As previously described tuning of the center wavelength of the VBG reflection profile may be achieved, for example, by varying its temperature. Tuning of the coincidences between allowed HECL cavity modes, allowed discrete etalon modes, and the reflection profile of the VBG element may be accomplished by selecting the temperature at which the VBG and/or semiconductor gain section operate. Also, tuning of the HECL cavity modes may be accomplished by changing the position of the VBG element with respect to the rear-facet reflector of the diode laser gain chip, as described earlier with respect to the embodiments of the invention that do not incorporate a discrete etalon.
Thus, in accordance with the principles of the invention, the laser radiation is only emitted when a sum of the reflected portion of the collected and collimated plurality of known emission wavelengths from the VBG and the portion of the collected and collimated plurality of known emission wavelengths reflected by the front facet provides sufficient feedback to support laser emission. In addition, reflected portion from the VBG is insufficient for the device to emit laser radiation without reflection from the front facet. Similarly, the reflected emission from the front facet is insufficient for the device to emit laser radiation without the reflected portion from the VBG. Furthermore, the length of the semiconductor gain section is chosen to provide sufficient gain to support laser emission while providing resonant modes with different spacing than the resonant modes of the resonant cavity formed by the rear reflector and VBG.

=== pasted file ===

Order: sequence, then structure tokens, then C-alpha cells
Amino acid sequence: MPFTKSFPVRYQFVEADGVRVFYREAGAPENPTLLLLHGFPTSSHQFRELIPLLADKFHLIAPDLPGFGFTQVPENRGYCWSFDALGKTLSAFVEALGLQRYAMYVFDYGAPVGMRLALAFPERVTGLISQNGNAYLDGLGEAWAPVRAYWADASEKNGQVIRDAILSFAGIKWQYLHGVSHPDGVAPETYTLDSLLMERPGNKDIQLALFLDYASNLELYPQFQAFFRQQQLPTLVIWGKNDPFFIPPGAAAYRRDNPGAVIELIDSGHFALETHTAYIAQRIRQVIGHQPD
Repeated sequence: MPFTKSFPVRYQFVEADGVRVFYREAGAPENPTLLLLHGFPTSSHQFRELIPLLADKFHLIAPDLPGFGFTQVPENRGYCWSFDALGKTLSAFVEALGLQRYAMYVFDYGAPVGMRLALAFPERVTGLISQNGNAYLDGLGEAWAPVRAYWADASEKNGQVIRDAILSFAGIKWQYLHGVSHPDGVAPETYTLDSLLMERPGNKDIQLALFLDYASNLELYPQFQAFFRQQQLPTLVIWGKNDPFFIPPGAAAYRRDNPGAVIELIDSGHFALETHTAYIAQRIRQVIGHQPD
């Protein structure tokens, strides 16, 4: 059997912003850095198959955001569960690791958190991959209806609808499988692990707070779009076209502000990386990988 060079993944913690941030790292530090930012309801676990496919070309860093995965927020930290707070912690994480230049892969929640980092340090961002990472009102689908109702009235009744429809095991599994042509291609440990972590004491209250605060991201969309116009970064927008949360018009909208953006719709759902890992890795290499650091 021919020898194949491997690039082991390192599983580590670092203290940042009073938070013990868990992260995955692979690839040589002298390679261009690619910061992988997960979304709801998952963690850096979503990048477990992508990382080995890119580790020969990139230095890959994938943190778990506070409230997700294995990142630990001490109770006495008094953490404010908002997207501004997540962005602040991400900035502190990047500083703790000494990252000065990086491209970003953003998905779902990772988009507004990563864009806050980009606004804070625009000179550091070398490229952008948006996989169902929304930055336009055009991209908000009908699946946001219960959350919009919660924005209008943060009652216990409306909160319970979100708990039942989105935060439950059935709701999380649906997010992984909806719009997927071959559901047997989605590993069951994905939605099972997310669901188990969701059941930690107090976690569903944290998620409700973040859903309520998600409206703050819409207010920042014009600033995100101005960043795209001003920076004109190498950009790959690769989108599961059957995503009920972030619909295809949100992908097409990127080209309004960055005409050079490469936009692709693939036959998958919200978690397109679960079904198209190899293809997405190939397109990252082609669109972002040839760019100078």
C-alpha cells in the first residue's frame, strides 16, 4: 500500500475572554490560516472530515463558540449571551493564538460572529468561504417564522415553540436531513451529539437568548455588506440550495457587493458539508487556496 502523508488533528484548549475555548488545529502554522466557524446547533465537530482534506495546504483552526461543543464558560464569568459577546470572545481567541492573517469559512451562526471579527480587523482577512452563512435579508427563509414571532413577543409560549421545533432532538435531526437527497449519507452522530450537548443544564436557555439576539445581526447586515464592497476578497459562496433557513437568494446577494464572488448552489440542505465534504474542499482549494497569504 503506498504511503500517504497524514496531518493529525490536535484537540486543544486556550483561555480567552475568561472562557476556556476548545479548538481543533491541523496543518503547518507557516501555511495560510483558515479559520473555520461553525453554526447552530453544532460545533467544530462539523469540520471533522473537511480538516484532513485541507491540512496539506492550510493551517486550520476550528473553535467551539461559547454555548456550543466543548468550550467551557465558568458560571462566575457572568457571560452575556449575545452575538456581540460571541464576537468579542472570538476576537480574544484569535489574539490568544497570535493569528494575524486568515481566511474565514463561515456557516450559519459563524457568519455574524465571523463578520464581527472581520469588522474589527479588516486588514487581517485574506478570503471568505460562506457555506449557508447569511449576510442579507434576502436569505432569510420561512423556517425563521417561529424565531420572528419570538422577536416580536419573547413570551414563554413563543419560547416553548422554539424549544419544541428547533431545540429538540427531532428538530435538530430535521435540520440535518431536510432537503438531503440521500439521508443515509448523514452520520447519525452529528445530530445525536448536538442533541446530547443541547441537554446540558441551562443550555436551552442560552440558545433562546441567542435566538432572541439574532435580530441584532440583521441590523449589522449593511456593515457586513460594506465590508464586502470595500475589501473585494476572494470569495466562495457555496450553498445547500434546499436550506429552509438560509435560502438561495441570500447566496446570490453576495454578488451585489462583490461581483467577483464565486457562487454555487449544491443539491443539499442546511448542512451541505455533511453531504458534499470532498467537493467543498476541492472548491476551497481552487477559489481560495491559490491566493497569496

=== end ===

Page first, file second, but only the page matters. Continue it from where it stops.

As used herein, the terms “comprises” “comprising”, “includes”, “including”, “has”, “having”, or any other variation thereof, are intended to cover non-exclusive inclusions. For example, a process, method, article or apparatus that comprises a list of elements is not necessarily limited to only those elements but may include other elements not expressly listed or inherent to such process, method, article, or apparatus. In addition, unless expressly stated to the contrary, the term “of’ refers to an inclusive “or” and not to an exclusive “or”. For example, a condition A or B is satisfied by any one of the following: A is true (or present) and B is false (or not present); A is false (or not present) and B is true (or present); and both A and B are true (or present).